Dimi's Allergy Story- Allergies, My Daughter and Me
By Dimi Angelopoulos, November 2021
My earliest memory of food is associated with my food allergies. I recall being five years old, holding a small tulle bag containing white sugar-coated almonds. I popped an almond into my mouth and rolled it around, dissolving the sugar coating. When the papery skin of the Almond started to break through the sugar coating, I spat the Almond out and reached for another almond. I did this because I knew I could not eat the Almond – as it would make me sick.
I had my first allergic reaction aged two. Mum was making a walnut cake, and I grabbed a fistful of walnuts - the touch alone brought on a severe case of hives. Over the next few years, it was confirmed I was allergic to Tree Nuts and Peanuts and certain Seafood (prawns/shrimps, lobster, crayfish, crabs and Tuna). In addition, I was allergic to Pollen, and I was diagnosed as asthmatic.
Tree Nuts and Peanuts were all around me growing up, and my family knew no one else with a food allergy. From school age onwards, I was very aware that vigilance was required to protect myself. Over time I have found Tree Nuts and Peanuts the most challenging food allergies to deal with, and it's has contributed to the most allergic reactions I have experienced over the years.
As a child and adolescent, I learned to avoid certain cuisines and foods - no pine nut pesto, satay sauce or walnut cake for me – and my learning journey in respect to allergies continues now as an adult.
New food products are coming on to the market all the time, with unexpected ingredients requiring continued awareness. Recently, I had my first serious allergic reaction in years after my daughter offered me a half-eaten yogurt she did not like. It was branded as 'yogurt' and looked a bit watered down. I assumed it was a skim or low-fat yogurt. After taking a couple of bites without looking at the ingredients (which was a mistake), I noted it was very bland with no taste or smell. Curious, I turned the tub over to read the ingredients list noting that the 'yogurt' was made using various nut milks. Within two to three minutes, the familiar throat swelling, nausea and vomiting ensued. Recovery took hours.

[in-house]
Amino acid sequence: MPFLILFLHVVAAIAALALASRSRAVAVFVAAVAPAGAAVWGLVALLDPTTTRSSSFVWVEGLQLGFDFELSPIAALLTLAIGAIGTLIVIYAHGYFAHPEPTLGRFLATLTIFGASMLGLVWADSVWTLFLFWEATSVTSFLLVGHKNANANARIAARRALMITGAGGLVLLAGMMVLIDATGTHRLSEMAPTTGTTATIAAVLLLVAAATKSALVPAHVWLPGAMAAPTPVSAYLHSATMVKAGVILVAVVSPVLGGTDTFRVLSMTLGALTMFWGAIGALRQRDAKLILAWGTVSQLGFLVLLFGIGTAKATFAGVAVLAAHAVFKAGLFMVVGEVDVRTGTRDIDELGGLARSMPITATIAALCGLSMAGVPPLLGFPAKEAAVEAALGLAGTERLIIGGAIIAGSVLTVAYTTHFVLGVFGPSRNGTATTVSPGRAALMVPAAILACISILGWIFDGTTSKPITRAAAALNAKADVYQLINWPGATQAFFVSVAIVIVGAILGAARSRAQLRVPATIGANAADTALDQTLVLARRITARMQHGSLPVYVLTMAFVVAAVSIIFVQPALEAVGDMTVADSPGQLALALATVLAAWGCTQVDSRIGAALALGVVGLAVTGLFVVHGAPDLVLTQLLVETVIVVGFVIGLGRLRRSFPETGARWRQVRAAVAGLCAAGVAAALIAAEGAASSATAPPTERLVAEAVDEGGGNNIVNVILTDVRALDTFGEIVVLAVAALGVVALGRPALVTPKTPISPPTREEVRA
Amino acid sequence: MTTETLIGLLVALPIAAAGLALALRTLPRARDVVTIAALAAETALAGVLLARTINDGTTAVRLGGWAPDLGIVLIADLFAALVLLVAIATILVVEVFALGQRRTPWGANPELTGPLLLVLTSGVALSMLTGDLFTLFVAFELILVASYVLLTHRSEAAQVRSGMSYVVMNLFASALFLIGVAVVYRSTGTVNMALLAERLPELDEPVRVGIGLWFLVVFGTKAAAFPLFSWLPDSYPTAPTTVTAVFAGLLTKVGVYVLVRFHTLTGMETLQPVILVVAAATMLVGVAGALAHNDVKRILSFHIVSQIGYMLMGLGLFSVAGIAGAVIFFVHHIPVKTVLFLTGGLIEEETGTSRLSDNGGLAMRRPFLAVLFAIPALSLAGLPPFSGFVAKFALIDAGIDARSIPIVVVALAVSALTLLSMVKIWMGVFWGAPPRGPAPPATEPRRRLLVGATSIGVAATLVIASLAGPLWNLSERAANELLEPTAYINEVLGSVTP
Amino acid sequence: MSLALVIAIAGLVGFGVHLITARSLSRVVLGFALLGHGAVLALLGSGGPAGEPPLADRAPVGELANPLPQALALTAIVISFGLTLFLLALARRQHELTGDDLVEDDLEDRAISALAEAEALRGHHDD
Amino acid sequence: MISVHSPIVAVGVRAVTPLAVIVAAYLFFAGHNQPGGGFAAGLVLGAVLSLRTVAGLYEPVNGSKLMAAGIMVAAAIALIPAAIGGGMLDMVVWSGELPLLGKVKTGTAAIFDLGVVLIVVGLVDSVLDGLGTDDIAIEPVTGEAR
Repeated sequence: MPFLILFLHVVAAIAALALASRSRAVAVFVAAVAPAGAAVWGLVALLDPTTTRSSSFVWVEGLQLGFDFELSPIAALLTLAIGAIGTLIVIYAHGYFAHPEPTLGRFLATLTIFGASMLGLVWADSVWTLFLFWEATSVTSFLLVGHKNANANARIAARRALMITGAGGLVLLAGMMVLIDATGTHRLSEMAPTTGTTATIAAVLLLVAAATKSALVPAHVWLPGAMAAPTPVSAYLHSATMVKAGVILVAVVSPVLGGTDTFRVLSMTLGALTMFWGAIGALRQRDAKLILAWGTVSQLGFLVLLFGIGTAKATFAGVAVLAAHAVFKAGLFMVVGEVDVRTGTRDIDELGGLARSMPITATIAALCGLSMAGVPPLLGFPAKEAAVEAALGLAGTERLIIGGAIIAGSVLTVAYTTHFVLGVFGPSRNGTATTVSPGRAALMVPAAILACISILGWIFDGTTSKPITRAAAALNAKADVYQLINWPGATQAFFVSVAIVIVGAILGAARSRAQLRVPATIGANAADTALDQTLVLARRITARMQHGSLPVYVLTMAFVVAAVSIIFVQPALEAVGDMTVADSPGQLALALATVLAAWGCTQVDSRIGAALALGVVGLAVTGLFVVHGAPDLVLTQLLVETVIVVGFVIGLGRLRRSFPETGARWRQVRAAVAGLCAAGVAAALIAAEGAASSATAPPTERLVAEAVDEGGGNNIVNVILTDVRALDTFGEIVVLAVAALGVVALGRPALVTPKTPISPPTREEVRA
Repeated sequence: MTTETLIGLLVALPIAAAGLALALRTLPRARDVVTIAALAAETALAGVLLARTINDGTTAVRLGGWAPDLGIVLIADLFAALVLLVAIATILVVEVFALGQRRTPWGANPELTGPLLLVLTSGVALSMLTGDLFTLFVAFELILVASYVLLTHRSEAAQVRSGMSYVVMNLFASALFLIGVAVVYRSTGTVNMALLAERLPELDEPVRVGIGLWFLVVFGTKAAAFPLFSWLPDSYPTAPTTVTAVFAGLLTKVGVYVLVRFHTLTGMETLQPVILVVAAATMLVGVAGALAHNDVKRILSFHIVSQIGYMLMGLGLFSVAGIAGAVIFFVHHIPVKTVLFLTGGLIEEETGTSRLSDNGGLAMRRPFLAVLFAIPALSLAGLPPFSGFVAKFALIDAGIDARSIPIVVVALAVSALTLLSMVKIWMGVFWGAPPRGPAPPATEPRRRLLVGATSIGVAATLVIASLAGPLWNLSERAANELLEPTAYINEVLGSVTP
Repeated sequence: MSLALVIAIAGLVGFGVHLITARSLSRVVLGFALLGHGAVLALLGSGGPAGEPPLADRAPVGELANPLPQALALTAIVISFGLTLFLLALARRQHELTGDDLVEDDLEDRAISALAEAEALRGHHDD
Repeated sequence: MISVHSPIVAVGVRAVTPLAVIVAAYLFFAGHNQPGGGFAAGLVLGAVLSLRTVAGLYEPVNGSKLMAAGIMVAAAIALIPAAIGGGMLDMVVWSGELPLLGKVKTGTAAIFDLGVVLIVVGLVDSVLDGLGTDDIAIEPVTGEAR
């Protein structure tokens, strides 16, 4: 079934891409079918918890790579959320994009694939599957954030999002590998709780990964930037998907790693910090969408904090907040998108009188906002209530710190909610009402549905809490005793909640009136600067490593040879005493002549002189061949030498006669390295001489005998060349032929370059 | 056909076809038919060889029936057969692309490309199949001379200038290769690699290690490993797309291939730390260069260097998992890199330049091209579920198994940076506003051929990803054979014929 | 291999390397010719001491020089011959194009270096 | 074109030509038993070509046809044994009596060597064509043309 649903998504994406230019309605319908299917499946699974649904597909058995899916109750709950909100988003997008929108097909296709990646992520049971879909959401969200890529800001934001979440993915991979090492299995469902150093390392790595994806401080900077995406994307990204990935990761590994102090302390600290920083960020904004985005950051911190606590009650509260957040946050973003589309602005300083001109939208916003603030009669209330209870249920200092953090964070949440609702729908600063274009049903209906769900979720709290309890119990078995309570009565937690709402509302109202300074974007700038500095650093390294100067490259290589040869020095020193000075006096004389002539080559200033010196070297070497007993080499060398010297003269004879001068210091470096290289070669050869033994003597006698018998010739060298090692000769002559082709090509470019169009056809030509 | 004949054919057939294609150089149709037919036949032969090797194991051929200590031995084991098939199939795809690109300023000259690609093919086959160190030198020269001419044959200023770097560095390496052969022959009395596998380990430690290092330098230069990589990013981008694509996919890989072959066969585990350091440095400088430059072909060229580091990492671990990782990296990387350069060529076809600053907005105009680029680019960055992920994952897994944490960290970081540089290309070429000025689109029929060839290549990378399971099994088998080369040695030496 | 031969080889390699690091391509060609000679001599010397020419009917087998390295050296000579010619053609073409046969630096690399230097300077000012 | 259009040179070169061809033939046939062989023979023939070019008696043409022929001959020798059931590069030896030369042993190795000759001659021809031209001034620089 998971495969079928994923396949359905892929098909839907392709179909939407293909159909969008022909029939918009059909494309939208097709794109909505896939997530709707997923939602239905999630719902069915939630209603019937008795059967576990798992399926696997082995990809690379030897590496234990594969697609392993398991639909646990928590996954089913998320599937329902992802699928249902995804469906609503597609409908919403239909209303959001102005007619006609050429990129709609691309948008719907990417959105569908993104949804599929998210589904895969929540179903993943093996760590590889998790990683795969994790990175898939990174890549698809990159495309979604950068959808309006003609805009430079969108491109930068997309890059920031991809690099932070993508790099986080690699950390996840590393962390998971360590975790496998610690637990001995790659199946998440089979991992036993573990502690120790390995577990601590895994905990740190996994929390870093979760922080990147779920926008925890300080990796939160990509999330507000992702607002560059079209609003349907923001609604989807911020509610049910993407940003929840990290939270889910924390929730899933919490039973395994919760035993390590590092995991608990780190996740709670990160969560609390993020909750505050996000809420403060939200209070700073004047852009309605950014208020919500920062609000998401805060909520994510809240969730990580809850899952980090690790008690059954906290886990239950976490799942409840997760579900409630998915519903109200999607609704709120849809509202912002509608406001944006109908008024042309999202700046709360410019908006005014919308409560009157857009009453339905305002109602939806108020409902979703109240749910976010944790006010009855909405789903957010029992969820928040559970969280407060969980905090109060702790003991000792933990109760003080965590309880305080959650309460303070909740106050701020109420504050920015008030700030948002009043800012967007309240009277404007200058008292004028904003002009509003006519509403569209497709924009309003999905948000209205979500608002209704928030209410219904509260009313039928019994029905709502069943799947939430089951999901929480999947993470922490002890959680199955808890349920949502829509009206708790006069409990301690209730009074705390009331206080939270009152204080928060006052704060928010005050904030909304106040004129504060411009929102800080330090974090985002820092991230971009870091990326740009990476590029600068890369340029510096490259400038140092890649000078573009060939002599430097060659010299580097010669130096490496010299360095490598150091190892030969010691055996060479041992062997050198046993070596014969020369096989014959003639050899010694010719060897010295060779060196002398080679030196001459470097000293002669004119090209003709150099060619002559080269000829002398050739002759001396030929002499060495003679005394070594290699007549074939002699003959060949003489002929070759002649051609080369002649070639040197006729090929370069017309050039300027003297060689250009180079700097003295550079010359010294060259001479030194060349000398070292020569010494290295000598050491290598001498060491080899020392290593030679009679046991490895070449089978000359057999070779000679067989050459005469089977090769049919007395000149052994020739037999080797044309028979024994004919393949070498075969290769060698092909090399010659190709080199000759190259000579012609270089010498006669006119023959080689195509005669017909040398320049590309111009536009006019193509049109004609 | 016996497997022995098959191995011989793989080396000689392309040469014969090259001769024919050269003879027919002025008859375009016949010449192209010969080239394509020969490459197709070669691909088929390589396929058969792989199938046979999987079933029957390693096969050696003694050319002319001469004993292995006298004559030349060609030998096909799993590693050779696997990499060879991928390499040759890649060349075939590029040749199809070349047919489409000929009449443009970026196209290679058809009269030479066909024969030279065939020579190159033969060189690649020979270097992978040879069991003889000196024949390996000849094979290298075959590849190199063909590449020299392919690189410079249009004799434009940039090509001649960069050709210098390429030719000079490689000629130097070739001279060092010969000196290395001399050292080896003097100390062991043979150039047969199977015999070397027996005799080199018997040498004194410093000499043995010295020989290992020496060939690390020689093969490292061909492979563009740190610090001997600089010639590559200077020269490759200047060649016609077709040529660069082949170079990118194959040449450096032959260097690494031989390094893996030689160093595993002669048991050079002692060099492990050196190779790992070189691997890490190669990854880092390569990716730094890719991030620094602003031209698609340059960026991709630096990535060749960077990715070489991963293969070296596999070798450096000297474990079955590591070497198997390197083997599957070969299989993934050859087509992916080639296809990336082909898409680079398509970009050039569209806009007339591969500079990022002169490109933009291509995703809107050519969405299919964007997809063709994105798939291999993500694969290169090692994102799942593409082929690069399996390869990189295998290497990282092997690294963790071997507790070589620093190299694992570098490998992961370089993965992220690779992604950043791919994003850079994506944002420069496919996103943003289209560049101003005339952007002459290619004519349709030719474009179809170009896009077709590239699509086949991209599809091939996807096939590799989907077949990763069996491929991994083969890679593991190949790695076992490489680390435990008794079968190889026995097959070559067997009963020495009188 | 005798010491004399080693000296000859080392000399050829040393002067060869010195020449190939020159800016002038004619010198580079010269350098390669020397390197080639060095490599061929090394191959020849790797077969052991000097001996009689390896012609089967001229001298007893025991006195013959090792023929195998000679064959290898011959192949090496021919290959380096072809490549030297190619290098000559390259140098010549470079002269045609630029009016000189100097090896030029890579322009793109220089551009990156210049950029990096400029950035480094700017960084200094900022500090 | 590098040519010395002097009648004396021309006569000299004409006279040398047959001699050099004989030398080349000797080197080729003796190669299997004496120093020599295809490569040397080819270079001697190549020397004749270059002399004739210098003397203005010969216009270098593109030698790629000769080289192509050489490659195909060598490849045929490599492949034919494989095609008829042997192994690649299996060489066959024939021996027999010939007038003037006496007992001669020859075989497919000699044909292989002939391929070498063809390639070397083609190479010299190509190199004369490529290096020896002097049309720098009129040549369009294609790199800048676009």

Given my history, it wasn't a surprise to discover my youngest daughter also had food allergies. Shortly after trying a small piece of salmon at the age of two and a half, she put her hands to her throat and looked at me in a mixture of shock and panic. I instinctively knew what was happening, and soon after, she motioned that she was going to vomit. I rushed her to the bathroom, relieved she was going to vomit, knowing from my experience that when I expelled food this way, it tended to alleviate symptoms and aid recovery. Though by the time she had vomited, her lips and eyelids had swollen to 5 times their natural size, and she had blotchy purple and red patches on her face and neck. There was a real fear that swelling would occur to the throat and restrict her breathing. We rushed her to the hospital, where she received treatment.
We later conducted allergy testing and realised my daughter has several food allergies. She is fine with Tree Nuts and Peanuts but is allergic to Sesame Seeds, Eggs, and all Seafood tested. She received an EpiPen and an ASCIA action plan; however, allergy risks are not alleviated by an EpiPen or any action plan. Vigilance, foremost by the individual affected and parents or carers, is required.
My daughter's first allergic reaction treatment also traumatised her and left her distrusting medical professionals that lasted years. We had to be patient with her as she built up her trust again.
For those caring for a child with allergies, I encourage you to seek out information from reputable agencies and qualified specialists. Educate your child about their allergy management from an early age. Whether that involves asking questions, checking ingredients or simply not eating a food they are unsure about. Children need to understand this critical responsibility as soon as possible – you won't always be there to check their food.
I openly discuss food allergies not just with family and friends but with all the people around me, including work colleagues. Allow your child to listen in on these discussions where possible. Normalise a discussion of food allergies and give them the confidence to discuss their allergies with others too.
Finally, carry your EpiPen with you and ask questions when ordering food. I ask routine questions about ingredients when ordering food, learning long ago that assumptions based on the allergy status of a meal could not be relied upon from reading the ingredients list on a menu, looking at a plate or from experience.
Thank you Dimi for sharing your Allergy Story with the community🙏
My Allergy Story shares the experiences of Australians living with allergies, who share their story with you to raise awareness and further understanding of the impact and effect of allergies in our community. Click here to read more.
The information provided on Allergy Life Australia is to generally educate and inform you about living with allergies, intolerances and conditions, and is not intended as medical instruction or as a substitute for diagnosis, examination and advice by a qualified health care provider.